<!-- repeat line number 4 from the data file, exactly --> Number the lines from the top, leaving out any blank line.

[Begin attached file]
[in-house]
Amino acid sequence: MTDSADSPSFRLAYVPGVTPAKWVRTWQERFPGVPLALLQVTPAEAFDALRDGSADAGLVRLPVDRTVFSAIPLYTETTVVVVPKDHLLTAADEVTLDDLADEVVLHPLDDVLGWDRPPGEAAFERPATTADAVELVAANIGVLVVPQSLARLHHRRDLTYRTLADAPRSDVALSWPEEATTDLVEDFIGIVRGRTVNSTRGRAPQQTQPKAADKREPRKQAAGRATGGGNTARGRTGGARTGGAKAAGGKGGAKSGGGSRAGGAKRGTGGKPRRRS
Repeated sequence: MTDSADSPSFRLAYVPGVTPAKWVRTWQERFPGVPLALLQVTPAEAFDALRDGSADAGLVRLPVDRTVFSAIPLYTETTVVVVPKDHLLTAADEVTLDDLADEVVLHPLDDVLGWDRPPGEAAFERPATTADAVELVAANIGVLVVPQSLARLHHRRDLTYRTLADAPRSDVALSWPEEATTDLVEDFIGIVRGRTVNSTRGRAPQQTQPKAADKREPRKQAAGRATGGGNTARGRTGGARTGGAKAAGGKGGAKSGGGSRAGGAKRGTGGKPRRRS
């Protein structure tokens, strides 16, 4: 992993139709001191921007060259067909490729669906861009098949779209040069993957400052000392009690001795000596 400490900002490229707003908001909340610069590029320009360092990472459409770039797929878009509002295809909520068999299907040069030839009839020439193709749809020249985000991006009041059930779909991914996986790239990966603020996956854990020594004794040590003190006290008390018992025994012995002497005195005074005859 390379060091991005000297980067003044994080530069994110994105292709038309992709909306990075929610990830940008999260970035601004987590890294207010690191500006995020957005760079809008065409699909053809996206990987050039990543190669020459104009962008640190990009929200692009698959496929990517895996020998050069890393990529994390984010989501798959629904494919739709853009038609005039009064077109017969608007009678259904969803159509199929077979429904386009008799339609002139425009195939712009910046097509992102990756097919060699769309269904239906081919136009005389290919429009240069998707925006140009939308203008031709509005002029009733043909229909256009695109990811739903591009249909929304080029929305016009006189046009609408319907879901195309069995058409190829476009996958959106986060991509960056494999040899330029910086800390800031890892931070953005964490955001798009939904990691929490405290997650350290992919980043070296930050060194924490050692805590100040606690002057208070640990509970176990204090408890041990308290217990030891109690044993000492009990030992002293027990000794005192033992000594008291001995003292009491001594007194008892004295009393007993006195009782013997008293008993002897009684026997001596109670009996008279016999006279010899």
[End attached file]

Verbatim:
């Protein structure tokens, strides 16, 4: 992993139709001191921007060259067909490729669906861009098949779209040069993957400052000392009690001795000596 400490900002490229707003908001909340610069590029320009360092990472459409770039797929878009509002295809909520068999299907040069030839009839020439193709749809020249985000991006009041059930779909991914996986790239990966603020996956854990020594004794040590003190006290008390018992025994012995002497005195005074005859 390379060091991005000297980067003044994080530069994110994105292709038309992709909306990075929610990830940008999260970035601004987590890294207010690191500006995020957005760079809008065409699909053809996206990987050039990543190669020459104009962008640190990009929200692009698959496929990517895996020998050069890393990529994390984010989501798959629904494919739709853009038609005039009064077109017969608007009678259904969803159509199929077979429904386009008799339609002139425009195939712009910046097509992102990756097919060699769309269904239906081919136009005389290919429009240069998707925006140009939308203008031709509005002029009733043909229909256009695109990811739903591009249909929304080029929305016009006189046009609408319907879901195309069995058409190829476009996958959106986060991509960056494999040899330029910086800390800031890892931070953005964490955001798009939904990691929490405290997650350290992919980043070296930050060194924490050692805590100040606690002057208070640990509970176990204090408890041990308290217990030891109690044993000492009990030992002293027990000794005192033992000594008291001995003292009491001594007194008892004295009393007993006195009782013997008293008993002897009684026997001596109670009996008279016999006279010899």